And so, I learn to get comfortable with being human while I also learn how to access the eternal and spiritual part of myself, which has just been a trip, no pun intended. I rely more on myself – my intuition and compassion and clarity – and I trust myself. There is a lot more genuine joy, and my laughs are much deeper now. I feel them in my gut; they no longer originate in my throat to be enjoyed for a few brief moments.
I feel a lot of gratitude for being an alcoholic because I feel tremendously grateful to be in recovery.
But with sobriety comes the truth, and my truth includes depression, as well as a boatload of other things that I didn’t expect to uncover. I can’t stress this point enough – I am forever grateful to be sober because now I have a fighting chance to be the person I want to be, depression or not. And being sober is the only way I can ever confront, destroy, or subdue my demons. But being sober means feeling again – despair, joy, frustration, gratitude, annoyance, glee – and that can be an extreme experience when much of my life has been strategically avoiding feeling anything with any depth.
And much of this blog is learning how to cope with the bigness of life, and the smallness too. Because now I don’t drink. And I know things.
Edit: I updated this addendum after the original post because I re-read it and it sounded crazy.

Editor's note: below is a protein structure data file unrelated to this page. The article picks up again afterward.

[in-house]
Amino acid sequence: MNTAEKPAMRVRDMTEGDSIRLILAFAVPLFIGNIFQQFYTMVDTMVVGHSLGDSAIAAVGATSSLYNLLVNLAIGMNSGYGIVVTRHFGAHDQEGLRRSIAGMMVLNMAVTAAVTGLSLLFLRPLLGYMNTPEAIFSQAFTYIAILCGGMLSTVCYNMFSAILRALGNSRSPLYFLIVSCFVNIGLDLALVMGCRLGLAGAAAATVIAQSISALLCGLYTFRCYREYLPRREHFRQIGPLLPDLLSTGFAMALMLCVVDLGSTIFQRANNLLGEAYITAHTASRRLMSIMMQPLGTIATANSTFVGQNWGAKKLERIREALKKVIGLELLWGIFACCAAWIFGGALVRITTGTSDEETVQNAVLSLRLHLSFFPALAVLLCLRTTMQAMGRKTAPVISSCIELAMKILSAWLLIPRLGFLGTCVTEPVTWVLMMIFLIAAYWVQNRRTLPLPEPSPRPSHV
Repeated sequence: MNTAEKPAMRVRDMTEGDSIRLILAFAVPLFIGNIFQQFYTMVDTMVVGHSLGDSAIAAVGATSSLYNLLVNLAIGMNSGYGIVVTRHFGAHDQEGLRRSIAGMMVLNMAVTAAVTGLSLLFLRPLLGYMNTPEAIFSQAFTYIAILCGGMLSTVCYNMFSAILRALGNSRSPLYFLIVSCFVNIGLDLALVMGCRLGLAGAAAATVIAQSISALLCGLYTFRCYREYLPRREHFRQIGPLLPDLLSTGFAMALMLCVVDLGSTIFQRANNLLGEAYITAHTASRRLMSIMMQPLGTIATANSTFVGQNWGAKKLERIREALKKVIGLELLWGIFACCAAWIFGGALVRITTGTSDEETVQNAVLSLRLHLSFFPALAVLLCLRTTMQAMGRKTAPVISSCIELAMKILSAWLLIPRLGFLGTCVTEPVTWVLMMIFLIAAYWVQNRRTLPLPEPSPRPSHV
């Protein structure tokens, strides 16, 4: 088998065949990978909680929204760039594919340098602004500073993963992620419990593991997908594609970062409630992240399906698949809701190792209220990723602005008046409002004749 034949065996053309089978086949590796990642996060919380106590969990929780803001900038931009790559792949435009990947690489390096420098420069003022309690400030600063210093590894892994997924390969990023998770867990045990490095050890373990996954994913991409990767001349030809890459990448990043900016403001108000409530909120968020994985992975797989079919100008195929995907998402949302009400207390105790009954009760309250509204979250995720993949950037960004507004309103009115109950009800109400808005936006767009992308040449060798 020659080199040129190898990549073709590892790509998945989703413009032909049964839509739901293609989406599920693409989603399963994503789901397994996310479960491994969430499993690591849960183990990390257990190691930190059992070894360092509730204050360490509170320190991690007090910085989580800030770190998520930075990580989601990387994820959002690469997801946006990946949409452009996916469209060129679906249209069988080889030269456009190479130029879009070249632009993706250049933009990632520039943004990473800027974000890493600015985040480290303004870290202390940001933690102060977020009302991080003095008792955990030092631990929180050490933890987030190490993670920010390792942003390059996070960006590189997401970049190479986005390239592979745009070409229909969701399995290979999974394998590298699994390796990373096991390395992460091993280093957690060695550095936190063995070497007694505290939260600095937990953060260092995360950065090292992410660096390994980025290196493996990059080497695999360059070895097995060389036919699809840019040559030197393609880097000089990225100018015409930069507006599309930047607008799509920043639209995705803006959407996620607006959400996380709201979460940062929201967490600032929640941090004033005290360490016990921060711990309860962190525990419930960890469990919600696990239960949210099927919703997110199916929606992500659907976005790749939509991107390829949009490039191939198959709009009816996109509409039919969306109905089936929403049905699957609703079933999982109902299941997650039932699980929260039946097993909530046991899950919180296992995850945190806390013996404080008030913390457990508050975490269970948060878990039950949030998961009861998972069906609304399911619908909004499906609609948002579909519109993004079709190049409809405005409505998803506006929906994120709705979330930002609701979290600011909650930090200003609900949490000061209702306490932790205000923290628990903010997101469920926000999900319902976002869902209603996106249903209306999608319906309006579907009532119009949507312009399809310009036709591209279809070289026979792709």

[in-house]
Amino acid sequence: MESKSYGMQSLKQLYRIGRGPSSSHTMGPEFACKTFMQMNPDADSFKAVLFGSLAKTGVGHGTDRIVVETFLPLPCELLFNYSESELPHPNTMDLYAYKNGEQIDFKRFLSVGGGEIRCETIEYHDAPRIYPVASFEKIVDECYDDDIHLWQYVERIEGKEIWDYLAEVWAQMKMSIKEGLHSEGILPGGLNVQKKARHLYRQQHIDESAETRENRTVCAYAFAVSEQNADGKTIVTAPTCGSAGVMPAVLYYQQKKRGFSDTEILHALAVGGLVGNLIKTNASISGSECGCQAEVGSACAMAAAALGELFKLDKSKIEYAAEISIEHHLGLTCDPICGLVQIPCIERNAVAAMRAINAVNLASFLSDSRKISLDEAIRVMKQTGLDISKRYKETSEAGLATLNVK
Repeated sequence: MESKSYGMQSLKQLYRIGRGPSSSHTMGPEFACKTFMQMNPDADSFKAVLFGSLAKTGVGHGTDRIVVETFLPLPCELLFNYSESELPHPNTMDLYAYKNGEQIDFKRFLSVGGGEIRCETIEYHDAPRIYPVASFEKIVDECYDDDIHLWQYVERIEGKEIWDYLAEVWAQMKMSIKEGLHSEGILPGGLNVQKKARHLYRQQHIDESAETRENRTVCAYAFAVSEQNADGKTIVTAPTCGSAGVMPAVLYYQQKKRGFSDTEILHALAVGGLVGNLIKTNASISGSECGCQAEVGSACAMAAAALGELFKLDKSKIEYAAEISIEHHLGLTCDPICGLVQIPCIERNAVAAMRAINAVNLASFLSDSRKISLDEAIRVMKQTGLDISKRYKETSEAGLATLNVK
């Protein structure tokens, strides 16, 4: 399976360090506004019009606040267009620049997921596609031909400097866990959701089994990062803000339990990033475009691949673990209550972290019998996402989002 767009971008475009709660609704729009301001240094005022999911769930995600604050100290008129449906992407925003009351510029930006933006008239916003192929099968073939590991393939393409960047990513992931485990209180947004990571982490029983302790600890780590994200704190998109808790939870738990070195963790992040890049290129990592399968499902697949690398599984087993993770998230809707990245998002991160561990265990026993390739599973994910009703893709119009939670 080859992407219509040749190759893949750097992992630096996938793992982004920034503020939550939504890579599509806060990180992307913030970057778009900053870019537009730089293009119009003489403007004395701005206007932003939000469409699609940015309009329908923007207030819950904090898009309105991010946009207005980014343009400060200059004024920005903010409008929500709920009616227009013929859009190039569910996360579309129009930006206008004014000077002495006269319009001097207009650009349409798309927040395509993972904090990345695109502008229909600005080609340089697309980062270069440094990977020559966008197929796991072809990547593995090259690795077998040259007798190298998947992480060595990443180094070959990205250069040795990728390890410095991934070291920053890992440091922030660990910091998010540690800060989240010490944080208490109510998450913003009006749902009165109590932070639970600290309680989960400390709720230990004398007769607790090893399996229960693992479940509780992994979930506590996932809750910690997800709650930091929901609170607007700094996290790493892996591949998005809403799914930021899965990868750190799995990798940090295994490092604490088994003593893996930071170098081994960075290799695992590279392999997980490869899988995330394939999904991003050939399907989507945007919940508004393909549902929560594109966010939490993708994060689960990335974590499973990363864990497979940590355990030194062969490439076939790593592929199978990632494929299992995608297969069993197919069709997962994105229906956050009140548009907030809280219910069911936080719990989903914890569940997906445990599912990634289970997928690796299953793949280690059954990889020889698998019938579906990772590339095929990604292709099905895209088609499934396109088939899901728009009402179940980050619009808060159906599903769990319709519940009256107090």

Note – Although I imagine I will address this topic again in a future blog, I think it’s important to state that I didn’t understand addiction until I discovered that I was an alcoholic (one) and started spending a lot more time with drunks and addicts learning about the disease of addiction (two). It’s important for me to recognize this because there is so much theory, speculation and stigma around addiction and alcoholism, and I bought into the idea that addiction was related to personal morality for a long time. It’s not, and I don’t think that anyone can understand on a visceral level what addiction is like unless they have experienced it themselves. And so, I don’t want my ability to not drink (today) to add fuel to the ill-informed fire that stopping the addictive cycle is a choice. It isn’t. When a person is actively addicted, the addiction is in charge, and the only way a person can get some autonomy and begin to make choices is to stop the cycle, which people are able to do in a number of different ways. But addiction is a disease, and a powerful one at that. It is a physical. mental, emotional, (and I believe) spiritual disease and it requires work every day to combat. Similarly, the idea that addicts stop their compulsive behaviors if they live in a utopia with deep connection to their fellow man and a sense of purpose sounds perfectly lovely, and in fact, connection and purpose have been integral to my recovery. But we don’t live in a utopia, and so the article suggesting that we should all move to a specific town in Portugal isn’t super helpful for addiction and how we help addicts in a relentless cycle of pain and suffering for themselves and their loved ones.
I was desperate when I stopped drinking, and I experienced a moment of grace that allowed me to take the first step into a meeting. This isn’t everyone’s experience, but it is mine. But when I was actively drinking, I didn’t have a choice. The drinking life chose me.